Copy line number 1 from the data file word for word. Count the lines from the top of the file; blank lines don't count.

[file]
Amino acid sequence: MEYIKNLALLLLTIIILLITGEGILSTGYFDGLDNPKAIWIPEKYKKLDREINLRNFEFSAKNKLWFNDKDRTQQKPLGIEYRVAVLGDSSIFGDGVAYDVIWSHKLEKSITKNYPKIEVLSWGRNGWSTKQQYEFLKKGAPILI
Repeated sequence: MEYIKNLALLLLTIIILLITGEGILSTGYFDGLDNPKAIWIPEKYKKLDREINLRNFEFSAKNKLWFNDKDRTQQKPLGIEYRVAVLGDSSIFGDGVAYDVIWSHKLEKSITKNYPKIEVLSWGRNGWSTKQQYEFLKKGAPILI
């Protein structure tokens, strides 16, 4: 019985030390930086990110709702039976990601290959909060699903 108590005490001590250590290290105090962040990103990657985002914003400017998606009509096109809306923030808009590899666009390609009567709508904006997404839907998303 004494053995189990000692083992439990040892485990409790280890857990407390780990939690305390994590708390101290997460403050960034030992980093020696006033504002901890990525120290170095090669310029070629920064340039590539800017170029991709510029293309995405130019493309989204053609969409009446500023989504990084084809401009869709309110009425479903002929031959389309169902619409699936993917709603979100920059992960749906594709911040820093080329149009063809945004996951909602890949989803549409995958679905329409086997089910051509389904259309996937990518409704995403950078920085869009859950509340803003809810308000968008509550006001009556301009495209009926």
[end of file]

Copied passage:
Amino acid sequence: MEYIKNLALLLLTIIILLITGEGILSTGYFDGLDNPKAIWIPEKYKKLDREINLRNFEFSAKNKLWFNDKDRTQQKPLGIEYRVAVLGDSSIFGDGVAYDVIWSHKLEKSITKNYPKIEVLSWGRNGWSTKQQYEFLKKGAPILI